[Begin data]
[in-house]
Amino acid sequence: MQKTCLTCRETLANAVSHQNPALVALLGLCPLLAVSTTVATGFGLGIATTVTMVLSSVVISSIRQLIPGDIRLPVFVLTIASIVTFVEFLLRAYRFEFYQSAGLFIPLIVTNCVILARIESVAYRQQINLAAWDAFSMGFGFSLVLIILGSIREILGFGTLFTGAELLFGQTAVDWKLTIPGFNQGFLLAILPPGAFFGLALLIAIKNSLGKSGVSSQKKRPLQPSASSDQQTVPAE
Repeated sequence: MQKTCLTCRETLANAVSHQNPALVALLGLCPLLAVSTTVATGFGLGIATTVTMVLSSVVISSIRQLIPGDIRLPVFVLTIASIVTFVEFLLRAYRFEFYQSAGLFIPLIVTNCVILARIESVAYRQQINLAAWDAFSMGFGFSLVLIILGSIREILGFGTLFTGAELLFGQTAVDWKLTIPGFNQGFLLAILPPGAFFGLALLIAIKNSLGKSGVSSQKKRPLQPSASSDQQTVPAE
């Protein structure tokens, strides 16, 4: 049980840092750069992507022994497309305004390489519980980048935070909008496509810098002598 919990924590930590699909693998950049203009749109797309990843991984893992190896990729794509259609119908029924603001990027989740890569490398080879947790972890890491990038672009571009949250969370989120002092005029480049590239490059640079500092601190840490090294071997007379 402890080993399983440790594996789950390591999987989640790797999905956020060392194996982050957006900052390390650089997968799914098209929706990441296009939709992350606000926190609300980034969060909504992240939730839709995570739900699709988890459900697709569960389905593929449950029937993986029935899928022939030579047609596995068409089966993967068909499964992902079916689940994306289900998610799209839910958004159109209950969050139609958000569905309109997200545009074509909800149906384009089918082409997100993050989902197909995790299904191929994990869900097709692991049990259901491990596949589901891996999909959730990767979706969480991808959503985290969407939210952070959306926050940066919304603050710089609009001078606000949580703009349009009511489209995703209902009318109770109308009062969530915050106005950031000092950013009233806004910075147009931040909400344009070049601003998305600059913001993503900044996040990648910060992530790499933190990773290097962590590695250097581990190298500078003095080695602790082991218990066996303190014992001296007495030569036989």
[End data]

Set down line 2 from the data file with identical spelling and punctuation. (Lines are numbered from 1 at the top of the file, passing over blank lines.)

Amino acid sequence: MQKTCLTCRETLANAVSHQNPALVALLGLCPLLAVSTTVATGFGLGIATTVTMVLSSVVISSIRQLIPGDIRLPVFVLTIASIVTFVEFLLRAYRFEFYQSAGLFIPLIVTNCVILARIESVAYRQQINLAAWDAFSMGFGFSLVLIILGSIREILGFGTLFTGAELLFGQTAVDWKLTIPGFNQGFLLAILPPGAFFGLALLIAIKNSLGKSGVSSQKKRPLQPSASSDQQTVPAE